Tuesday, November 12, 2019

Types I and II Diabetes Essay -- Diseases, Disorders

There are some diseases people can overcome with the right treatment; however, there are some diseases that are a life long battle even with a treatment. An excellent example is diabetes. There are two types of diabetes. Type 1 diabetes is diagnosed during childhood or adolescence. Type 2 diabetes is diagnosed in adulthood. Type 1 diabetes is important but it only affects a small amount of the population mainly adolescence while Type 2 diabetes affects a large portion of the population making it more of a priority. The first step into understanding any disease is to find out how it is caused, its onset of symptoms, and finally the cure or treatment for it, but diabetes is one of many diseases without a cure. Diabetes is a life long struggle that can only be contained through life style changes and regular monitoring. Diabetes is a disease wherein the body is not able to control the amount of sugar like glucose in the blood. The blood delivers glucose to provide the body with energy to perform daily activities. The liver changes the food a person consumes into glucose. Subsequently, the glucose is released into the bloodstream. â€Å"In a healthy person, the blood glucose level is regulated by several hormones primarily insulin. Insulin is produced by the pancreas, a small organ between the stomach and liver. The pancreas also makes other important enzymes released directly into the gut that helps us digest food. Insulin allows glucose to move out of the blood into cells throughout the body where it is used for fuel.† The scenarios of people with diabetes is that there are some that do not produce enough insulin which is type 1 diabetes or the other type is with people that cannot use insulin properly which is type 2 diabetes (Pollin).... ...://>. Gorman, Christine. "Health: Why So Many Of Us Are Getting Diabetes - TIME." Breaking News, Analysis, Politics, Blogs, News Photos, Video, Tech Reviews - Time Magazine. Web. 19 Feb. 2012. . Garcia, Malcolm. "For Diabetes Patients, Oases in the Food Desert." Chicago Tribune. 01 Feb. 2012. Web. 20 Feb. 2012. . Pollin, Toni I.; Shuldiner, Alan R.. "Diabetes." Genetics. 2003. 20 Feb. 2012 . Staff, Mayo Clinic. "Diabetes: Causes -" Mayo Clinic. Web. 19 Feb. 2012. .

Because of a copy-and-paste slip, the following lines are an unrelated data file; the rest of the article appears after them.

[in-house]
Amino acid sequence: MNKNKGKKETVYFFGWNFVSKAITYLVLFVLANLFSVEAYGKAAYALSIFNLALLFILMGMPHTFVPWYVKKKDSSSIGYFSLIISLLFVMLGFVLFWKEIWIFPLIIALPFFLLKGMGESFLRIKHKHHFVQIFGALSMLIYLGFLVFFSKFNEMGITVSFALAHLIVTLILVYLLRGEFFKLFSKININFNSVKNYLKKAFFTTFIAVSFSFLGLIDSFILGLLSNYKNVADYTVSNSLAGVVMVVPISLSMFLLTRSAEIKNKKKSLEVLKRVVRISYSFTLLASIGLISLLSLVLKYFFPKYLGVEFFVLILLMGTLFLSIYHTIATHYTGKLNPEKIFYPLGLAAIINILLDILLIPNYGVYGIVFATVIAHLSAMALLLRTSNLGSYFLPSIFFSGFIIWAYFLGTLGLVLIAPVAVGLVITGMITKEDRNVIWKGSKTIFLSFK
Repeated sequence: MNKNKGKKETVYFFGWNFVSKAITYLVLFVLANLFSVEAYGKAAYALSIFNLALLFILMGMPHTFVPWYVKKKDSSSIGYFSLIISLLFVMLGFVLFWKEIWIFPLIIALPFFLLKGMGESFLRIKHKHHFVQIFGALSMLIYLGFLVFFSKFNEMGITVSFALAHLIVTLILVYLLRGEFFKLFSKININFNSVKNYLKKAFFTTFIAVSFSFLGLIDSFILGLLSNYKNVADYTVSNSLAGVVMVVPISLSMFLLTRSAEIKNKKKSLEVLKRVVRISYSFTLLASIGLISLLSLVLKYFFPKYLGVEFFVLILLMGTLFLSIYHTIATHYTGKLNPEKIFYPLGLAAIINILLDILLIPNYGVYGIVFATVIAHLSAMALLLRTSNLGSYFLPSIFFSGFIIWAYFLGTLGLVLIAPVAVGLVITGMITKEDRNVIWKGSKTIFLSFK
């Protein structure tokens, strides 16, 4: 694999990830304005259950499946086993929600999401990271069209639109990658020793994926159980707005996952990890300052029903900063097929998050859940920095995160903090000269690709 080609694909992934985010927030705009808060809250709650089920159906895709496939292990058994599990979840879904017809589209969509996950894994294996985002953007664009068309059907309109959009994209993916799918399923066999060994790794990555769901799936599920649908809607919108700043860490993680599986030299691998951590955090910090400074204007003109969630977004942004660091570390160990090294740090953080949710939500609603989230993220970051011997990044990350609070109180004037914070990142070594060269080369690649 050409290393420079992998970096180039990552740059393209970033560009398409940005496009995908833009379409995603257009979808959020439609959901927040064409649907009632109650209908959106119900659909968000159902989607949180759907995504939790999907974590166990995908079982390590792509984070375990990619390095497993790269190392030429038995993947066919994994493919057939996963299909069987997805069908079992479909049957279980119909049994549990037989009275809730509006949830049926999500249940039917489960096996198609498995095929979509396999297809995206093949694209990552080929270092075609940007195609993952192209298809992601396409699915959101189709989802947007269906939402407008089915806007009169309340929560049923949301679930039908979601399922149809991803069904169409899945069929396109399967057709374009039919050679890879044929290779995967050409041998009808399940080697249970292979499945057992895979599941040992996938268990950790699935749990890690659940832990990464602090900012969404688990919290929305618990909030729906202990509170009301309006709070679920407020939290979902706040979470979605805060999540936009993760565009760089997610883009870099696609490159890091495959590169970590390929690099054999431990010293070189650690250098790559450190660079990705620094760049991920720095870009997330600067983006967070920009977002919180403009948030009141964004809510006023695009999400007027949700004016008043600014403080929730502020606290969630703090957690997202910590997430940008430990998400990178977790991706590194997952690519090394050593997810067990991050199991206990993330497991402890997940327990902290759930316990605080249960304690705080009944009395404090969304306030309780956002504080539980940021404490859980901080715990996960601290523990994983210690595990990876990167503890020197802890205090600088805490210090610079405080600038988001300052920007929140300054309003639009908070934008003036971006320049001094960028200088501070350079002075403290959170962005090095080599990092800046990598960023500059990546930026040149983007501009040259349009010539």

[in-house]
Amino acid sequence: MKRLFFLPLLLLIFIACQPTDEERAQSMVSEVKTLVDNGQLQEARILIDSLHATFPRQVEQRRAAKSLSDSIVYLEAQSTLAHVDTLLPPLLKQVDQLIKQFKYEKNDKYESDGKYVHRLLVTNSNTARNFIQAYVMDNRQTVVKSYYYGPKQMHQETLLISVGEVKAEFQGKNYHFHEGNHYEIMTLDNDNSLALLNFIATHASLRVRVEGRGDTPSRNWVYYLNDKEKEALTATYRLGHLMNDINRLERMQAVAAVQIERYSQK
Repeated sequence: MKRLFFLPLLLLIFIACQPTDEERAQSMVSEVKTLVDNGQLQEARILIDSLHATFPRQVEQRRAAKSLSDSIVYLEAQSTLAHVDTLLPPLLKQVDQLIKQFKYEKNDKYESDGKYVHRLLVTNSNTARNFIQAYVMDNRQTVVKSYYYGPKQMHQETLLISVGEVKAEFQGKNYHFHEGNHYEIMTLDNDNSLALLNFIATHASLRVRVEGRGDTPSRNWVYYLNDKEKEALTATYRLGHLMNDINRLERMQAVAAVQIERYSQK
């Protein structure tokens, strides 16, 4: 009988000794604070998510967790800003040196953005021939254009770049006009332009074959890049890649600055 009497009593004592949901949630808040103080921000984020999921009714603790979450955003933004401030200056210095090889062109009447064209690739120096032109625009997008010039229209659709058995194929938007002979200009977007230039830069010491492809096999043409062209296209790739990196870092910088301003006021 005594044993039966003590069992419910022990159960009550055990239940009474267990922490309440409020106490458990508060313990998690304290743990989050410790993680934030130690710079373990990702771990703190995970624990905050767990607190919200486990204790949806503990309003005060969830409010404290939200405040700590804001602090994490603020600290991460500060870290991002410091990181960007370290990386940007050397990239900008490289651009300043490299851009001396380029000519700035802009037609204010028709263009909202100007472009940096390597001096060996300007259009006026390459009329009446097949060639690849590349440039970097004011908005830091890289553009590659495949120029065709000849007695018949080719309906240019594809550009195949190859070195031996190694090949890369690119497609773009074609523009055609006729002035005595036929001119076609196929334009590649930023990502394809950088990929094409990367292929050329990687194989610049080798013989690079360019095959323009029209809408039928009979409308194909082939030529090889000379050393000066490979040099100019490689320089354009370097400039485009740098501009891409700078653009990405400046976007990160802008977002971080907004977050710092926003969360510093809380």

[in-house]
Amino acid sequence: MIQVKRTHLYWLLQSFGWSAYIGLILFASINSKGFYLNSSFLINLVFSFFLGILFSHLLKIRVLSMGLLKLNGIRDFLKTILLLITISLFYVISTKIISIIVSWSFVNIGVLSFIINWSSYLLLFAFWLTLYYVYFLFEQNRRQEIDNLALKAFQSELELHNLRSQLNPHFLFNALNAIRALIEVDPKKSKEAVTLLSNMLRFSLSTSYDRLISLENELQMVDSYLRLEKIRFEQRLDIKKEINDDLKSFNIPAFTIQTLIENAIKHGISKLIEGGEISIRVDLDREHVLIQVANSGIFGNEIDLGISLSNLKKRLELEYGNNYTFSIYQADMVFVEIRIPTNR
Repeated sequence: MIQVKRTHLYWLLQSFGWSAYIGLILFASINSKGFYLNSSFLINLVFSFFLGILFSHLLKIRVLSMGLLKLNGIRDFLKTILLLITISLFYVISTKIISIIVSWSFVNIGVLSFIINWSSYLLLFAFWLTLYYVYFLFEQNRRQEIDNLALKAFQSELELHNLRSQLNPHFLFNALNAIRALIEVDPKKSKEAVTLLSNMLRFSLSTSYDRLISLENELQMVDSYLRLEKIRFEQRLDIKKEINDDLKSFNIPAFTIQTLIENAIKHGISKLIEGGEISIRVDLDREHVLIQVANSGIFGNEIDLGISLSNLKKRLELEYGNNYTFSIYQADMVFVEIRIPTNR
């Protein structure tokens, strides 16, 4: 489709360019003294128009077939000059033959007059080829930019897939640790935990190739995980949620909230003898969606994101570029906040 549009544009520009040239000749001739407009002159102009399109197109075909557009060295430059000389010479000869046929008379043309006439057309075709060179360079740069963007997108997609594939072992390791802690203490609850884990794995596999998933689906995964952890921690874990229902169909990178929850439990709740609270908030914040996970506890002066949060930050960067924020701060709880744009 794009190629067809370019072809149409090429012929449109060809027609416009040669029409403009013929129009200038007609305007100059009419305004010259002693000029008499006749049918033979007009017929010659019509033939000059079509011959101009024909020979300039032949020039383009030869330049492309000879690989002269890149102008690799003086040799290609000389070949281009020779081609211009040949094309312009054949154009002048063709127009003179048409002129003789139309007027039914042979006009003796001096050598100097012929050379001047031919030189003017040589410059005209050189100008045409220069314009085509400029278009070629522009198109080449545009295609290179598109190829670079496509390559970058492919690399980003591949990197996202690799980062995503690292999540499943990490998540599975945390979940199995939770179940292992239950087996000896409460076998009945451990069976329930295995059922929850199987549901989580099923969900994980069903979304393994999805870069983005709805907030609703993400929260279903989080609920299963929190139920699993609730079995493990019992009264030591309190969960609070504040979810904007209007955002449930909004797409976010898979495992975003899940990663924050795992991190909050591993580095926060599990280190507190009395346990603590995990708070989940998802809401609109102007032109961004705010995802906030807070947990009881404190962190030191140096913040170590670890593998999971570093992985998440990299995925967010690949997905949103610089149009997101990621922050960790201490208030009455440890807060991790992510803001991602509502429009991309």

Sunday, November 10, 2019

Medical Tourism in South India